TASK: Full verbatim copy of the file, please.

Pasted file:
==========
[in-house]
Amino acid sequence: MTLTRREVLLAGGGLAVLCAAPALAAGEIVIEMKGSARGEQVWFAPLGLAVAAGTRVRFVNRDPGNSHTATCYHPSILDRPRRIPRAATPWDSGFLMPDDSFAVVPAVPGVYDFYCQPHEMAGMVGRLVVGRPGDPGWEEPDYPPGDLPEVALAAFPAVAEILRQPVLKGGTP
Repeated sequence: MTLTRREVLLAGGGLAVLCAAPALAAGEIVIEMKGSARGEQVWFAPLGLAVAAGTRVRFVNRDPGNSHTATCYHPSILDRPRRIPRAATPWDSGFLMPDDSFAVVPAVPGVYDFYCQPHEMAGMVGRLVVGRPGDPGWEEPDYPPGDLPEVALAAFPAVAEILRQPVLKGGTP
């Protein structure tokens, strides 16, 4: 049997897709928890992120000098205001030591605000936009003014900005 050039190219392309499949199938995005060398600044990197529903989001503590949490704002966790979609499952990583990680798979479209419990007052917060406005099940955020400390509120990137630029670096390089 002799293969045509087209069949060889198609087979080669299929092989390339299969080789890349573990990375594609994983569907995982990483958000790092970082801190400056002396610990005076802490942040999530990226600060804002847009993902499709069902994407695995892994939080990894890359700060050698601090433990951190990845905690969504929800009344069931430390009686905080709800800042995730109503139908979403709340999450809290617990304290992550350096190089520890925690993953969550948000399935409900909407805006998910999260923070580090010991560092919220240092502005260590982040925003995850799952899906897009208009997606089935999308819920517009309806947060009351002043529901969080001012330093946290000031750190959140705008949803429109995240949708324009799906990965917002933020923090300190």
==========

[in-house]
Amino acid sequence: MTLTRREVLLAGGGLAVLCAAPALAAGEIVIEMKGSARGEQVWFAPLGLAVAAGTRVRFVNRDPGNSHTATCYHPSILDRPRRIPRAATPWDSGFLMPDDSFAVVPAVPGVYDFYCQPHEMAGMVGRLVVGRPGDPGWEEPDYPPGDLPEVALAAFPAVAEILRQPVLKGGTP
Repeated sequence: MTLTRREVLLAGGGLAVLCAAPALAAGEIVIEMKGSARGEQVWFAPLGLAVAAGTRVRFVNRDPGNSHTATCYHPSILDRPRRIPRAATPWDSGFLMPDDSFAVVPAVPGVYDFYCQPHEMAGMVGRLVVGRPGDPGWEEPDYPPGDLPEVALAAFPAVAEILRQPVLKGGTP
């Protein structure tokens, strides 16, 4: 049997897709928890992120000098205001030591605000936009003014900005 050039190219392309499949199938995005060398600044990197529903989001503590949490704002966790979609499952990583990680798979479209419990007052917060406005099940955020400390509120990137630029670096390089 002799293969045509087209069949060889198609087979080669299929092989390339299969080789890349573990990375594609994983569907995982990483958000790092970082801190400056002396610990005076802490942040999530990226600060804002847009993902499709069902994407695995892994939080990894890359700060050698601090433990951190990845905690969504929800009344069931430390009686905080709800800042995730109503139908979403709340999450809290617990304290992550350096190089520890925690993953969550948000399935409900909407805006998910999260923070580090010991560092919220240092502005260590982040925003995850799952899906897009208009997606089935999308819920517009309806947060009351002043529901969080001012330093946290000031750190959140705008949803429109995240949708324009799906990965917002933020923090300190």